explained by the concomitant effect of other time-varying factors, like changes in the distribution of known risk factors, health care improvements and development of diagnostic criteria. For example, a highly specific test based on troponin level, likely to produce an apparent increase of AMI incidence [33, 34], was introduced by the new guidelines for AMI in 2000 [35], and gradually implemented thereafter. The effect of such factors on the trend of AMI rates should be assessed by future investigations. As a matter of fact, the very strong and immediate decrease found in some of the studies above is hard to be explained only by the effect of a smoking ban, as suggested by a number of reasonable arguments. Firstly, several investigators have already shown that the changes in active smoking habits in the range of those measured in the postban periods, even postulating a causal relation with the law, might explain not more than 2% of the short-term decrease in AMI [21, 22, 36]. In relation to SHS, the assessment of the potential effect should rely on the actual exposure experienced by the study population before and after the ban. From this point of view, we should point out that an important proportion of the population is composed by smokers or non-smokers who were never exposed to SHS and are therefore less sensitive to any decrease in SHS exposure. In addition, the smoking bans do not cover all the settings where an exposure could occur, such as in private settings. As noted above, the actual reduction of SHS exposure in the general population has seldom been reported: a survey in Scotland showed that salivary cotinine, a specific marker of SHS exposure, fell by 39% (from 0.43 to 0.26 ng/ml) in a representative sample of nonsmokers after the ban entered into force [37], indicating that the settings covered by the ban were responsible only for a part of the SHS exposure in the general population. Moreover, also the estimate of 30% of increase in risk extensively cited to explain the short-term effect of the smoking bans was borrowed from studies assessing the effects of SHS on a longer temporal scale, summing the contributions of acute and chronic pathways. As already reported, exposure to SHS is related to several acute effects on cardiovascular system, but the relative importance of the associated risk through this short-term pathway is unknown, and the overall estimate of the risk ratio of 1.3 is likely to overestimate the true short-term effects. Notably, some estimates of the expected decrease in AMI incidence following the enforcement of a smoking ban have recently been published [38], considering several scenarios for the prevalence of exposure to active and passive smoking before the ban, their decrease after the implementation and the associated acute risks on AMI. The estimated potential reduction is 8.6%, with a plausible range of 5–15%, lower than many other estimates already

incident cases incident cases








Smoking bans and myocardial infarction

601 6. Law MR, Morris JK, Wald NJ. Environmental tobacco smoke exposure and ischaemic heart disease: an evaluation of the evidence. BMJ. 1997;315(7114):973–80. 7. Raupach T, Schafer K, Konstantinides S, et al. Secondhand smoke as an acute threat for the cardiovascular system: a change in paradigm. Eur Heart J. 2006;27(4):386–92. 8. Howard G, Thun MJ. Why is environmental tobacco smoke more strongly associated with coronary heart disease than expected? A review of potential biases and experimental data. Environ Health Perspect. 1999;107(Suppl 6):853–8. 9. Gorini G, Moshammer H, Sbrogio L, et al. Italy and Austria before and after study: second-hand smoke exposure in hospitality premises before and after 2 years from the introduction of the Italian smoking ban. Indoor Air. 2008;18(4):328–34. 10. Mulcahy M, Evans DS, Hammond SK, et al. Second hand smoke exposure and risk following the Irish smoking ban: an assessment of salivary cotinine concentrations in hotel workers and air nicotine levels in bars. Tob Control. 2005;14(6):384–8. 11. Valente P, Forastiere F, Bacosi A, et al. Exposure to fine and ultrafine particles from secondhand smoke in public places before and after the smoking ban, Italy 2005. Tob Control. 2007;16(5):312–7. 12. Repace JL, Hyde JN, Brugge D. Air pollution in Boston bars before and after a smoking ban. BMC Public Health. 2006;6:266. 13. Allwright S, Paul G, Greiner B, et al. Legislation for smoke-free workplaces and health of bar workers in Ireland: before and after study. BMJ. 2005;331(7525):1117–20. 14. Farrelly MC, Nonnemaker JM, Chou R, et al. Changes in hospitality workers’ exposure to second hand smoke following the implementation of New York’s smoke-free law. Tob Control. 2005;14(4):236–41. 15. Bartecchi C, Alsever RN, Nevin-Woods C, et al. Reduction in the incidence of acute myocardial infarction associated with a citywide smoking ordinance. Circulation. 2006;114(14):1490–6. 16. Khuder SA, Milz S, Jordan T, et al. The impact of a smoking ban on hospital admissions for coronary heart disease. Prev Med. 2007;45(1):3–8. 17. Sargent RP, Shepard RM, Glantz SA. Reduced incidence of admissions for myocardial infarction associated with public smoking ban: before and after study. BMJ. 2004;328(7446):977– 80. 18. Seo DC, Torabi MR. Reduced admissions for acute myocardial infarction associated with a public smoking ban: matched controlled study. J Drug Educ. 2007;37(3):217–26. 19. Juster HR, Loomis BR, Hinman TM, et al. Declines in hospital admissions for acute myocardial infarction in New York state after implementation of a comprehensive smoking ban. Am J Public Health. 2007;97(11):2035–9. 20. Lemstra M, Neudorf C, Opondo J. Implication of a public smoking ban. Can J Public Health. 2008;99(1):62–5. 21. Barone-Adesi F, Vizzini L, Merletti F, et al. Short-term effects of Italian smoking regulation on rates of hospital admission for acute myocardial infarction. Eur Heart J. 2006;27(20):2468–72. 22. Cesaroni G, Forastiere F, Agabiti N, et al. Effect of the Italian smoking ban on population rates of acute coronary events. Circulation. 2008;117(9):1183–8. 23. Vasselli S, Papini P, Gaelone D, et al. Reduction incidence of myocardial infarction associated with a national legislative ban on smoking. Minerva Cardioangiol. 2008;56(2):197–203. 24. Pell JP, Haw S, Cobbe S, et al. Smoke-free legislation and hospitalizations for acute coronary syndrome. N Engl J Med. 2008;359(5):482–91. 25. Barchielli A, Balzi D, Pasqua A, et al. Incidence of acute myocardial infarction in Tuscany, 1997–2002: data from the Acute Myocardial Infarction Registry of Tuscany (Tosc-AMI). Epidemiol Prev. 2006;30(3):161–8.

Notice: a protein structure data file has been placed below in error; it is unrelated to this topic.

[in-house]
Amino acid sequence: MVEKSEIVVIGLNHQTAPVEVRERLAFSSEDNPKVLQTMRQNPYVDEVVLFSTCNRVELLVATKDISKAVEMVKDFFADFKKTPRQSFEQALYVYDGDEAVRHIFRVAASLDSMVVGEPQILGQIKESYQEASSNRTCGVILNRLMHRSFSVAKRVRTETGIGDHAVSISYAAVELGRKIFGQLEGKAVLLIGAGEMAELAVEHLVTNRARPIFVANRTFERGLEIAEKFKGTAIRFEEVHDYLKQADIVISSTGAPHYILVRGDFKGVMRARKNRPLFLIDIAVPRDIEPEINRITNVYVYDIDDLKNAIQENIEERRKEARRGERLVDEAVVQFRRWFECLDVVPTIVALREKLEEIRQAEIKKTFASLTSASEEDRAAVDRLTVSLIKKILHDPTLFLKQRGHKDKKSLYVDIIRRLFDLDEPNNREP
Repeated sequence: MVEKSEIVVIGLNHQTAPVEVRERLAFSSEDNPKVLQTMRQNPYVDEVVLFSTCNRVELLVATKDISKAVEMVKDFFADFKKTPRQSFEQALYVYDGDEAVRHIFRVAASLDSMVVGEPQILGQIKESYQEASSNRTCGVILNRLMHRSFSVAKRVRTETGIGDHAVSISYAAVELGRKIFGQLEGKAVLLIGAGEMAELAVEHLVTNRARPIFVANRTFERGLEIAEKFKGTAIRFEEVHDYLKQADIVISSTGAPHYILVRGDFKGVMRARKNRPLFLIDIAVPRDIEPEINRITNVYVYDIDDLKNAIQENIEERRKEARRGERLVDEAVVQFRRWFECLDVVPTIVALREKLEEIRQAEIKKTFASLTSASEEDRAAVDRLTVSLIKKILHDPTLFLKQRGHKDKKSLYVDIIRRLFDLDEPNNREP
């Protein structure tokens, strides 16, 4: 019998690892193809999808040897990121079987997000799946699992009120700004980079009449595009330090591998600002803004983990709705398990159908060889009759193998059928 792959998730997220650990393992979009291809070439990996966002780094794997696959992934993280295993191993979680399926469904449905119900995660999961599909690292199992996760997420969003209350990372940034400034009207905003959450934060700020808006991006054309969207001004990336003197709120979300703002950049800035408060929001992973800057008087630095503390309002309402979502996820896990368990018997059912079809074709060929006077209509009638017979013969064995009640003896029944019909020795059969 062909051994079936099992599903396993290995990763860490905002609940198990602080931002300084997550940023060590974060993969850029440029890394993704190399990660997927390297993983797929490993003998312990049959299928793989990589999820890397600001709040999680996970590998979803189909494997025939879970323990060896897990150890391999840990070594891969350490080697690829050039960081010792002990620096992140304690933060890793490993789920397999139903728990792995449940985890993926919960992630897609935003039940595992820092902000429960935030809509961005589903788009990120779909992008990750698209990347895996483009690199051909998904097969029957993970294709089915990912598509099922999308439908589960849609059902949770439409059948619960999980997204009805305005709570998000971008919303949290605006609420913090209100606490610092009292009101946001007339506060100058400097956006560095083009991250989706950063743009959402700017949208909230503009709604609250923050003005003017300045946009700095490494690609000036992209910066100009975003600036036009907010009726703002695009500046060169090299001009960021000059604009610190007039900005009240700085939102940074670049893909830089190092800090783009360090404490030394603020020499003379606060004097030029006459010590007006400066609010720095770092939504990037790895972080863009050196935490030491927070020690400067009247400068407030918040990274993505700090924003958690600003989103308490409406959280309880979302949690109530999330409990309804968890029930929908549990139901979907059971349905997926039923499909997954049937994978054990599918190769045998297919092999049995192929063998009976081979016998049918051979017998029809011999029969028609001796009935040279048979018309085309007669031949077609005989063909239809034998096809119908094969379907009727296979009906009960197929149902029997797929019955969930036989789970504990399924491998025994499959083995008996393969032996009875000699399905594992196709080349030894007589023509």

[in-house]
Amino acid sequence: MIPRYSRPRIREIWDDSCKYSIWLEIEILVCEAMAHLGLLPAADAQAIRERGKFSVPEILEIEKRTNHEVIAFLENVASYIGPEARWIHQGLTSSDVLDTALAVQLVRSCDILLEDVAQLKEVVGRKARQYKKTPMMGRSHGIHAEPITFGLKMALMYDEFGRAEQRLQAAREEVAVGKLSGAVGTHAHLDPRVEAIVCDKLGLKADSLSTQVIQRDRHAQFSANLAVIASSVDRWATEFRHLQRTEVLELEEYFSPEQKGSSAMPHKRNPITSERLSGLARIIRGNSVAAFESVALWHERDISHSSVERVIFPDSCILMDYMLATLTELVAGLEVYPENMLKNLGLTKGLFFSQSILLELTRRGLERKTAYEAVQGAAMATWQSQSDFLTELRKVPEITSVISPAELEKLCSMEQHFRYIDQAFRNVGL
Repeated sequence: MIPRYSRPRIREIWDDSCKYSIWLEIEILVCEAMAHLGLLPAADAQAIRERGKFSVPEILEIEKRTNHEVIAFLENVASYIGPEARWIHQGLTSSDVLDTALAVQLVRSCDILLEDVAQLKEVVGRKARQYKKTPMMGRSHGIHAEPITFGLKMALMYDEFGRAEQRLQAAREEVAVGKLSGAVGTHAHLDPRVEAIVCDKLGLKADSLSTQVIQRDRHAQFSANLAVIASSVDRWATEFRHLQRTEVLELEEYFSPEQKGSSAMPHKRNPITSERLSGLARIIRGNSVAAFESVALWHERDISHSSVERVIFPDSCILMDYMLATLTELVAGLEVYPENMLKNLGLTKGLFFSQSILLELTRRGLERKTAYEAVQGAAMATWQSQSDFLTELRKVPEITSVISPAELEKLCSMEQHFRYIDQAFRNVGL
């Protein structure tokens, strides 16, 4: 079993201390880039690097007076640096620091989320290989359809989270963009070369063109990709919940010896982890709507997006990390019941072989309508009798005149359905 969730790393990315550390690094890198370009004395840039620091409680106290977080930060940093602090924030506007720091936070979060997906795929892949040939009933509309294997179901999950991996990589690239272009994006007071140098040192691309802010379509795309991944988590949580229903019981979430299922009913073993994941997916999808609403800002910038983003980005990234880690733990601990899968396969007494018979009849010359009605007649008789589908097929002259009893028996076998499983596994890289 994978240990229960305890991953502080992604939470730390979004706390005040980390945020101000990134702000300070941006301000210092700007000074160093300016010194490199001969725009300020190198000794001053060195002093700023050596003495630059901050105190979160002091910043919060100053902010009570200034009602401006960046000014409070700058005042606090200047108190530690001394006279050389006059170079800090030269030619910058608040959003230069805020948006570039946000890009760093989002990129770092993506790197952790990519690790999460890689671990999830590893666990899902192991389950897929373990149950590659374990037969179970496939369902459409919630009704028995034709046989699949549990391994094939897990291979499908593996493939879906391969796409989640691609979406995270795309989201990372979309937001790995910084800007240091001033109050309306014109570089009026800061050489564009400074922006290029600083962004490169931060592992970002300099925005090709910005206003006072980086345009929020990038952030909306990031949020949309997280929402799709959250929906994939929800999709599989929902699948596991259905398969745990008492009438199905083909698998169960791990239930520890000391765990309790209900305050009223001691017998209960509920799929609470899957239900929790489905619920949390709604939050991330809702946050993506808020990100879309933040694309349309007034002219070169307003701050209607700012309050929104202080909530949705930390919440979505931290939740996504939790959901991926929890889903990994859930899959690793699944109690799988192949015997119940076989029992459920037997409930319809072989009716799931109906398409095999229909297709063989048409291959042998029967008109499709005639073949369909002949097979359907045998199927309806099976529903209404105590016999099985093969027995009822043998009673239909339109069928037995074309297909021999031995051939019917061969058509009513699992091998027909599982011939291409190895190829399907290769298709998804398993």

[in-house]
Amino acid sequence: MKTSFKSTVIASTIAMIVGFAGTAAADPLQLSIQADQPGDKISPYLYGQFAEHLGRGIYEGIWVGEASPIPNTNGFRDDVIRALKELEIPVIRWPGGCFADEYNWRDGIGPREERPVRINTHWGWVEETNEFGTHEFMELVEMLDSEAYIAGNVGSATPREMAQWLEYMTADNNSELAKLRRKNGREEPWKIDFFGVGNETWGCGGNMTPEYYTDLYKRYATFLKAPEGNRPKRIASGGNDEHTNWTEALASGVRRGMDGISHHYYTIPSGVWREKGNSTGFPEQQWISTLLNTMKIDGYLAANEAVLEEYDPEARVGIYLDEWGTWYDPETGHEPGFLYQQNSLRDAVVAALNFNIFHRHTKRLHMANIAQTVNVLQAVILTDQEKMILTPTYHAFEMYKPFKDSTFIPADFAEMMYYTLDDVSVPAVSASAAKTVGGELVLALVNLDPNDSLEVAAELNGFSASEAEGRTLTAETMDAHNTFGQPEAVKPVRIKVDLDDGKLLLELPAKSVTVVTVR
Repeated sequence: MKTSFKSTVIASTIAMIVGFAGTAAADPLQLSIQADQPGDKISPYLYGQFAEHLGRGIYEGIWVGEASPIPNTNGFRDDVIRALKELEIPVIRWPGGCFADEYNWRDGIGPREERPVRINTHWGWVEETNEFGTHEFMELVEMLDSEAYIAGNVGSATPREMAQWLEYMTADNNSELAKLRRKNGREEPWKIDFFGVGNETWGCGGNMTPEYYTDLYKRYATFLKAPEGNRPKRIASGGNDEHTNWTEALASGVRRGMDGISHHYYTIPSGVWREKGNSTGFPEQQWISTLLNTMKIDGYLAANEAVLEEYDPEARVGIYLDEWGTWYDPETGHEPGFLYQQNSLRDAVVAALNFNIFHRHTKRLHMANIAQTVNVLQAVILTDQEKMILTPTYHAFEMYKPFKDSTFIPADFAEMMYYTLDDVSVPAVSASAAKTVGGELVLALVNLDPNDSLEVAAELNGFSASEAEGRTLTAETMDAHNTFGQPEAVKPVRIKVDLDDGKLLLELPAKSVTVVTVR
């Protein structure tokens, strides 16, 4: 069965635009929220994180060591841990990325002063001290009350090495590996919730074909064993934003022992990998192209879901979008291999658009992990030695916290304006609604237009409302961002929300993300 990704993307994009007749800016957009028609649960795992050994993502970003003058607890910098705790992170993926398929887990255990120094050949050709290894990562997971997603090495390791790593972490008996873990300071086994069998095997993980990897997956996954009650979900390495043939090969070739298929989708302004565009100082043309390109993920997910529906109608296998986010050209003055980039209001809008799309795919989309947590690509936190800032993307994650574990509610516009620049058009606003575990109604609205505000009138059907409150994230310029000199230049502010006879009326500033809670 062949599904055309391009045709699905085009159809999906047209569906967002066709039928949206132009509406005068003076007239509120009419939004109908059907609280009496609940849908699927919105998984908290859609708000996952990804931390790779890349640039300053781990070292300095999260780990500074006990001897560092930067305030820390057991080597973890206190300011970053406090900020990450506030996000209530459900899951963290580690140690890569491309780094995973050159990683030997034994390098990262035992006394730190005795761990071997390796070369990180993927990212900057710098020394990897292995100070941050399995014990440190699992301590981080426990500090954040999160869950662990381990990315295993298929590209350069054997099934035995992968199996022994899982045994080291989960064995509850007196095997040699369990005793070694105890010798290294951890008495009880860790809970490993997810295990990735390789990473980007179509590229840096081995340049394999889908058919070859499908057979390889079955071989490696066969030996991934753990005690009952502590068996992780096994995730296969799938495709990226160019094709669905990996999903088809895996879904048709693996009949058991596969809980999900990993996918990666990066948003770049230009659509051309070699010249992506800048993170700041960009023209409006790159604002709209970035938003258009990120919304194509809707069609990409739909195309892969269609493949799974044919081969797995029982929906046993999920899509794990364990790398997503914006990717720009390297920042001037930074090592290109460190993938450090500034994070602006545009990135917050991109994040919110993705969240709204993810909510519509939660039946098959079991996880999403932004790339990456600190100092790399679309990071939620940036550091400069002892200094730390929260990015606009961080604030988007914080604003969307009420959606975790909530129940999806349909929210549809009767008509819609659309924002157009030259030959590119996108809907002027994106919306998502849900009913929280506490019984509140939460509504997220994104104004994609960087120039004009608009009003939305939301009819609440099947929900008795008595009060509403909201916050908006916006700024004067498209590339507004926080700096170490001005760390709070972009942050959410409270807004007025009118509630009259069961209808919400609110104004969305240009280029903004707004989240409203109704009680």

published and coherent with the range of uncertainty we have reported here in this study. In addition, these figures are consistent with other investigations assessing the overall mortality burden for ischemic heart diseases attributable to SHS, performed before the implementation of the bans. A study computed the population attributable fraction for the UK population aged 20–64 in 2003, reporting that 9.9% of the mortality was due to SHS exposure at home and only 2.2% to workplace exposure [39]. Other investigators performed the same calculation for Italy in 2002, estimating the fraction of attributable deaths as 2.8 and 5.9% for partner smoking at home and 5.5 and 3.7% for workplace exposure in males and females, respectively [40]. The implementation of smoking bans in public places represents a milestone in the history of public health. The relationship with a decrease of both active and passive smoke is unquestionable, with conclusive evidences on the reductions of a number of health outcomes after the enforcement. In particular, a decrease of cardiovascular events in the long run is expected, given the conclusive association with chronic SHS exposure. On the other hand, the estimate of the short-term effect of smoking bans on cardiovascular diseases is still uncertain, and the range of reduction showed by some of the studies published to date is likely to be an overestimate, not consistent with previous knowledge about the burden of cardiovascular diseases attributable to SHS. Moreover, several other factors, like changes in diagnostic criteria, have a strong influence on the trend of cardiovascular diseases, and it seems very problematic to properly control for their effects with this study design. Nonetheless, as this study has shown, the resulting bias could be substantial.
Acknowledgments The authors are extremely grateful to Zaid Chalabi for his valuable suggestions.